My daughters were born in China nearly a decade ago—and now, it was finally time for them to visit the country they once called home.
My daughters were born on the other side of the planet from us, two of millions of births in the past decade in China, the world's most populous country. And through no fault of theirs, whether the result of China's much-maligned and now ended one-child policy, or another unfortunate circumstance, they spent their first years in the care of orphanages, before they were matched with our family and whisked away to America.
But now that they turned nine and 12, it was time to revisit the country of their birth, and hope that they'd feel pride in their origins, get a sense of where they were from, and start to understand the complex set of circumstances that led to them becoming part of our family half a world away.
It was a trip we undertook with a few misgivings. My daughters were mostly concerned about the extra shots they'd need and the fact that they couldn't drink the water there. My husband, Mike, and I, who had fallen in love with China on our trips there to meet each of our daughters, were more concerned about how they'd react when they were confronted with the details of their past. We had been able to visit one of our daughters' orphanages on our trip to adopt her, and my heart still aches when I think of it—the rows of cribs filled with babies sleeping on hard wooden boards, the lack of toys and color and most of all, comfort, with one nanny tending to at least 20 babies at once. I knew that if that's what we found again, our daughter would find it too hard to bear. And I wanted, so badly, for them to fall in love with their home country, and to feel proud of their heritage.
Fortunately, most of our concerns were unfounded. The girls weren't thrilled with some aspects of China—the pollution, the crowding, the ridiculously humid and hot weather, and the lack of fast wifi topped their list of gripes. But they were as much in awe of the Great Wall and the Forbidden City as we were, they were thrilled to finally meet and greet a panda, and they were over the moon about eating dim sum, tea, and noodles at almost every meal.
Visiting my daughters' home provinces, though, was bittersweet—in ways we definitely weren't expecting.
There was catastrophic flooding in my oldest daughter's province while we visited, which made it impossible for us to travel to her orphanage and the small town where she was from. (The orphanage director spent the day we were planning to visit trying desperately to divert the Yangtze River with sandbags.) The orphanage was spared, but my daughter's wish to see her hometown, and to meet the foster family who cared for her, was not.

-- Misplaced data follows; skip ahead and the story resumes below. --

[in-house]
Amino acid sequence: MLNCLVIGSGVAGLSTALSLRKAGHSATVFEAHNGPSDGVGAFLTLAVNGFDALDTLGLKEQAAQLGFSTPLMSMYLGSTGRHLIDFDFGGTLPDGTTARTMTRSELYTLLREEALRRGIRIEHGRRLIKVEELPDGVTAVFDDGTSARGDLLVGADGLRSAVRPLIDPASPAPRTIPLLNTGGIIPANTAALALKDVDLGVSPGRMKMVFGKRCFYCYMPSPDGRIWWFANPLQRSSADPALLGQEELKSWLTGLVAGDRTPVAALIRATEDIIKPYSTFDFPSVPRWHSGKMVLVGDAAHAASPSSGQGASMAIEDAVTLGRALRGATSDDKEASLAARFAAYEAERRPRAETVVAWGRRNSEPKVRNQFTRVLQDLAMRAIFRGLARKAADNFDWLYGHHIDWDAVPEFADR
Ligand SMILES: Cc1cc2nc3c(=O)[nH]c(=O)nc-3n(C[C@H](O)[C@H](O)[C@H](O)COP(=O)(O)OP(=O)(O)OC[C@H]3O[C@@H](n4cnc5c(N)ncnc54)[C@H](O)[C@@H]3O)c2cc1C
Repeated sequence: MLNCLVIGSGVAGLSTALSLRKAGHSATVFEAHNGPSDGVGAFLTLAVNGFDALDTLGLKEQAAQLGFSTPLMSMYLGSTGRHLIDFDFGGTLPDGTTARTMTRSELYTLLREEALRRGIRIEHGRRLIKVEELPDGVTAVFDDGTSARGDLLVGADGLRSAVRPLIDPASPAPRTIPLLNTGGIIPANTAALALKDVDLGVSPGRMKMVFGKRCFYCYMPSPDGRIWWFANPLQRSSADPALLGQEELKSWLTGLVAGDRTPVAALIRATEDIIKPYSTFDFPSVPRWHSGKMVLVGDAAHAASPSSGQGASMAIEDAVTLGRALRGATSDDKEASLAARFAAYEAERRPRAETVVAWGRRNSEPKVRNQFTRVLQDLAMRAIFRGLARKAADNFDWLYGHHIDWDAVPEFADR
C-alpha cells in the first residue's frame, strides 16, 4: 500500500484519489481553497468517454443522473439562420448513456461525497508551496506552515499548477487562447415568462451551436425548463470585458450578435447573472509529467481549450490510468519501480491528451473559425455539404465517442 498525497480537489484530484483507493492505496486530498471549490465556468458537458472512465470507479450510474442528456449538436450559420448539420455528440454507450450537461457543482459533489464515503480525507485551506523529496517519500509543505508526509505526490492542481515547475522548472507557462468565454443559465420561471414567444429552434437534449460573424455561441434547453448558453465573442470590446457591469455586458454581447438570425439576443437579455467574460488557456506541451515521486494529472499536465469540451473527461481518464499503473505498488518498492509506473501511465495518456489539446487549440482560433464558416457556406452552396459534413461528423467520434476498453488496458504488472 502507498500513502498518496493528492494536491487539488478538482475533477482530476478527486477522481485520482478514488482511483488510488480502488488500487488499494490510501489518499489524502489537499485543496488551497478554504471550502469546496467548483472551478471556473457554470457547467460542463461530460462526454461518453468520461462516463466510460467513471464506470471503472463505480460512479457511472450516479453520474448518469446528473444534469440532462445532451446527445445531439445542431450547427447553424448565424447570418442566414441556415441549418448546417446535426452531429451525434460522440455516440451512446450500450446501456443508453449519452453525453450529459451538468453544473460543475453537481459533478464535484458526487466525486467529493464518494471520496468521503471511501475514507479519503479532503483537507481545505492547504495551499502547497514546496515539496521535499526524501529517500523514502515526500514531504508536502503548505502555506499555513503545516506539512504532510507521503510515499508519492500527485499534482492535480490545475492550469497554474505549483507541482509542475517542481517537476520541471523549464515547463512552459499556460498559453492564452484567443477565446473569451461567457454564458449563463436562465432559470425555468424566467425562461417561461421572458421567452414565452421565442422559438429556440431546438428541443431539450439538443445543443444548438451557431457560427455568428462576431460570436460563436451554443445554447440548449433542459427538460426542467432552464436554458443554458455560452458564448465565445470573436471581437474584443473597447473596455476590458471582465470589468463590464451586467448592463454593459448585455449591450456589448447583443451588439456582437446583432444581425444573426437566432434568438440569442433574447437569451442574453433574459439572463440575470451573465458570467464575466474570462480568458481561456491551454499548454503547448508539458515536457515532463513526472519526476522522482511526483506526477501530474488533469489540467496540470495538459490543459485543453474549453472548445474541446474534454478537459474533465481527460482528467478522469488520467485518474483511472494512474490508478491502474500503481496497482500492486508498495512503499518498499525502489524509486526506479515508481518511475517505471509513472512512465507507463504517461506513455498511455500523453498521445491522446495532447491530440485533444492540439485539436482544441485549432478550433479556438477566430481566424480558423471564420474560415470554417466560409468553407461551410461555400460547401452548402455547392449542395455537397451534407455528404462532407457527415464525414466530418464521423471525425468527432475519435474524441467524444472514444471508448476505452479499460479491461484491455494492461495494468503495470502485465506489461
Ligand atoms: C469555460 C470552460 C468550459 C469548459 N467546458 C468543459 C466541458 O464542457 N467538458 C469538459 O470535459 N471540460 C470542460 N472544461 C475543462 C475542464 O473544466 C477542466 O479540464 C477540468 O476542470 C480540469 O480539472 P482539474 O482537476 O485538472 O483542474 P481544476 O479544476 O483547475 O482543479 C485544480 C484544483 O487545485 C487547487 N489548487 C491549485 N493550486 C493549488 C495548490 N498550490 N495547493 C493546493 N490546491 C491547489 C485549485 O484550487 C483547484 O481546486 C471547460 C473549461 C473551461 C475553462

We were, however, able to revisit my younger daughter's orphanage. In a testament to how much can change in China in seven years, the formerly 45-minute drive to the orphanage now took more than two hours, thanks to the surge in car ownership in China.
Fortunately, the orphanage had changed as well. The babies were now cared for in smaller groups in a family setting with a "father" and "mother." There were toys! And the preschoolers now learned English, gardening, and art in rooms bursting with color that looked much like the preschools back home. Many of the younger kids were simply waiting for their new families' paperwork to be sorted out before they'd be heading to a new home. The only disheartening part of the visit was that our daughter's orphanage was building two new, larger buildings to house children, at a time when international adoptions from China have basically come to an end. No matter how good the conditions become, an orphanage isn't the best place for a child to grow up.
My daughter was a little embarrassed by all the attention she received—a giant banner welcoming her home, hugs from all the directors and caretakers who had helped her find her way to our home, a beautiful embroidery of pandas as a gift. But it was clearly good for her to get a sense of where she was from, and she just wished that it had been as nice back when she was there.
But perhaps the hardest part was seeing all the Chinese families around—many with older children and new babies, products of the easing of the one-child policy. Tween girls our daughters' ages, chatting with friends or their parents. I could see what my daughters' lives would be like, if things had been different, if policies had changed just a few years earlier, if they could have stayed in their hometowns with their families. And though my life and the lives of those who know my girls here would be immeasurably poorer, I think my daughters would have lived happy lives back in China—even without the high-speed wifi.
We're hoping to make another return trip in a few years, to make another attempt to visit my older daughter's orphanage. And maybe then, it will be time to search for birth families. But for now, we're just happy to have made the trip—and happy to truly be home.